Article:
Tuesday, September 12, 2006

Reading Lessons

How do you read the following pictures? What's the story in each one?
When you've finished reading, there are some possible answers at the bottom of the post for self-checking.
You're on the honor system.














Picture A (above) on the marshy edge of Hagen's Cove. Do you see a short story here?














Picture B (above) is also at Hagen's Cove in the intertidal zone. What' the story here?















Picture C (above) has a tale to tell too. What might it be?


Answers ... some possible answers, are below if you scroll down a wee bit.



Scrolling ...
















Picture A: The question is, why the cluster of palms around the dead oak? The answer is birds love to eat the small seedy fruit of the sabal palm and they love to perch on any tree standing in the mainly treeless marshland. Birds being birds, plenty of seed laden feces were dropped from those perches with the resulting ring of palms.


Picture B: A fiddler crab lives here. The balls of mud are the pellets produced as the crabs process detritus and other nutrients in the mud.


Picture C: A hole in the limerock at Steinhatchee Falls. This might be the same process that happens up north where a cobble gets caught in a dip in the rock and then tumbled relentlessly by the current until it gouges out a bowl shape in the bedrock. Our limestone is a fairly soft rock so the process probably happens faster here than in places with real rocks.


Class dismissed.





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14 comments:

threecollie said...

This is my favorite class!

Hal at Ranch Ramblins said...

Picture A brings to mind some trees we have here. We call them cedar-oaks, because the cedars seem to have grown nearly out of the base of the oaks, appearing to be one tree from a distance. Because of your explanation, I now understand how this comes about. Thanks.

Hick said...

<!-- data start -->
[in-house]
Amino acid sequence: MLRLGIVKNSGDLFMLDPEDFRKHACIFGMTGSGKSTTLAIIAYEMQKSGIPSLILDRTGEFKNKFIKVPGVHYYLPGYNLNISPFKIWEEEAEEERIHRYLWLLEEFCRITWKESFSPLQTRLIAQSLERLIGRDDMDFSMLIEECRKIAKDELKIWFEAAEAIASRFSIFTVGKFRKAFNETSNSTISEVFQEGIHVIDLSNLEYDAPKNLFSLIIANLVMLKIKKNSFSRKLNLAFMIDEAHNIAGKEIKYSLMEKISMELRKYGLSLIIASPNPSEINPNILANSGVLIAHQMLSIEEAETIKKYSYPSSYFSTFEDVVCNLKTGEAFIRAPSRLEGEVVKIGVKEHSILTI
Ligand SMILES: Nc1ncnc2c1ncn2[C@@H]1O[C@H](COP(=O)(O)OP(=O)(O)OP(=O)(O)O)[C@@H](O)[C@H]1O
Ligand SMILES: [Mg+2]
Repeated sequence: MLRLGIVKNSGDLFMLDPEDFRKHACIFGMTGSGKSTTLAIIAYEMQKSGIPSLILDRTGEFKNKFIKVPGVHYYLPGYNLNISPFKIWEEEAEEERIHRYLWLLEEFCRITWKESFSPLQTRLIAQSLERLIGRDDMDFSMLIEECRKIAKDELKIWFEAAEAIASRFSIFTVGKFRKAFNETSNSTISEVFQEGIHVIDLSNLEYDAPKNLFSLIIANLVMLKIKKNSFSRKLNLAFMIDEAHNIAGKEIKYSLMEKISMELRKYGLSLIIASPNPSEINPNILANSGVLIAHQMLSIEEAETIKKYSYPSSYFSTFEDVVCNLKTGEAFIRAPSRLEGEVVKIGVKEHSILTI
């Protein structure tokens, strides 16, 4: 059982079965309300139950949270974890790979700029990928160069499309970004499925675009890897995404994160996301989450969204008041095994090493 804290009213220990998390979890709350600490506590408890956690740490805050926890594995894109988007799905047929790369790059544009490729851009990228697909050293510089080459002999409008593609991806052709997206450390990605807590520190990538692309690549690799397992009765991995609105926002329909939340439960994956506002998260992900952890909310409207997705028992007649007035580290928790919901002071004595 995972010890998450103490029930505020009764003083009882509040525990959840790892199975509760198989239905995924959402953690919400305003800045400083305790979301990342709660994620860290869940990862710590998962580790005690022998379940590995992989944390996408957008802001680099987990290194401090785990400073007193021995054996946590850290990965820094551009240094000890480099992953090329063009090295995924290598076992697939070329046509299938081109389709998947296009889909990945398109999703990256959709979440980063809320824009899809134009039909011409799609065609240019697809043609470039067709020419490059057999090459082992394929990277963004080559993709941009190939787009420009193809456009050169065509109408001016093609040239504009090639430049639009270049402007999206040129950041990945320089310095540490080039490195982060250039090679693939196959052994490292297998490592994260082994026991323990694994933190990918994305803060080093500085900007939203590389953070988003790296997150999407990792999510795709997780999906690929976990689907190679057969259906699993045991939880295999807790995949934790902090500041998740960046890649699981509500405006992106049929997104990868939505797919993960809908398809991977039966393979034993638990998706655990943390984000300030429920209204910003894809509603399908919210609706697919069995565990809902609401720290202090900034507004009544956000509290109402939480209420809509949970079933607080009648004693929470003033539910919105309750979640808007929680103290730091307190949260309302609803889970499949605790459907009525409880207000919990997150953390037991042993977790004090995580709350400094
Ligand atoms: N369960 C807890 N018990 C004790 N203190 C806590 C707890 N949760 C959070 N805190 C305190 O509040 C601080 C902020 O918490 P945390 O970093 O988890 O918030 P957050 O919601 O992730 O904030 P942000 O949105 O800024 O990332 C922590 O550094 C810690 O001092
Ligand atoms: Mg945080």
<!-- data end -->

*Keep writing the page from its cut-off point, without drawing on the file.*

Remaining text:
I wish I was in your class.

Down the road apiece are two trees intertwined. One is a pine tree and the other is an apple tree. If you don't look closely, you cannot tell that they are two trees. My kids used to be fascinated by the apples growing on the pine tree. I told them it was a pineapple tree.

Heh,

roger said...

i failed. all three. though i did see palms growing around a dead tree. i don't think we have fiddler crabs on the left coast. i have seen water eroded bowls in granite all over the sierras.

OldHorsetailSnake said...

Another great science show....

robin andrea said...

Great pics for a fine lesson this morning. I should have known about the palm and oak, our birds arrange the landscape to their liking as well.

Laura said...

I'm so glad this was an "open blog" test. :)

Mrs. S said...

I'm not a nature-knowledgeable person, so when you said "what are the stories?" my brain went straight into fiction-mode.

What type of FICTION stories would you come up with for these shots, FC?

Floridacracker said...

ThreeCollie,
You go to the head of the class!

Hal,
Palm oaks, cedar oaks, blackcherry fence lines, ... the birds are doing their part in reforestation.

Hick,
Neat. I've seen an oak growing around a palm tree.

roger,
no failures allowed. i think fiddlers are too tropical for your part of the left coast. they are found around the world in warmer climes...maybe a trip to baja would would turn some up.

Hoss,
...and your answers are ...?

Robin,
I suppose that's another effect we may not think about when bird populations drop in an area.

Laura,
I'm sure you didn't peek :)


Mrs. S,
Well, it's clear to me that the Trigorgian tractor beams have sucked the life out of the oak and now, disguised as palms, the TriG"s are huddling, planning their evil takeover of the world.

The second photo plainly shows a cave where Earth's last remaining humans are stockpiling mud balls to throw at the TriG's ... as you know, the TriG's are alergic to mud.

The last photo is actually a satellite photo of south FL after the TriG's finished their scorched earth attack. The lake in the center is Lake Okeechobee of course. Miami, West Palm, and Fort Laurderdale have been completely vaporized.
Ah well, sacrifices must be made.

Ava said...

Very enlightening post!

Floridacracker said...

Thanks Ava!

Mrs. S said...

Those were the best answers EVER!! Just so you know ;)

Hurricane Teen said...

Yay I made your blogroll! Thanks FC!
I really don't know what causes the palms to grow around other trees like that, but I have wondered....
The little dirt balls are definitely the work of a fiddler crab.
And that last picture looks like a hole in a piece of limerock...But I don't know why.

Very educational...I never really thought about the birds or how that hole got in the limerock like that. Thanks again for informing my un-enlightened mind :-D

Floridacracker said...

Mrs. S,
(blushing)

Hurricane Teen,
I did some blogroll cleaning and moved you from Favorites to the front page. Now ...write!
...get your school work done first tho.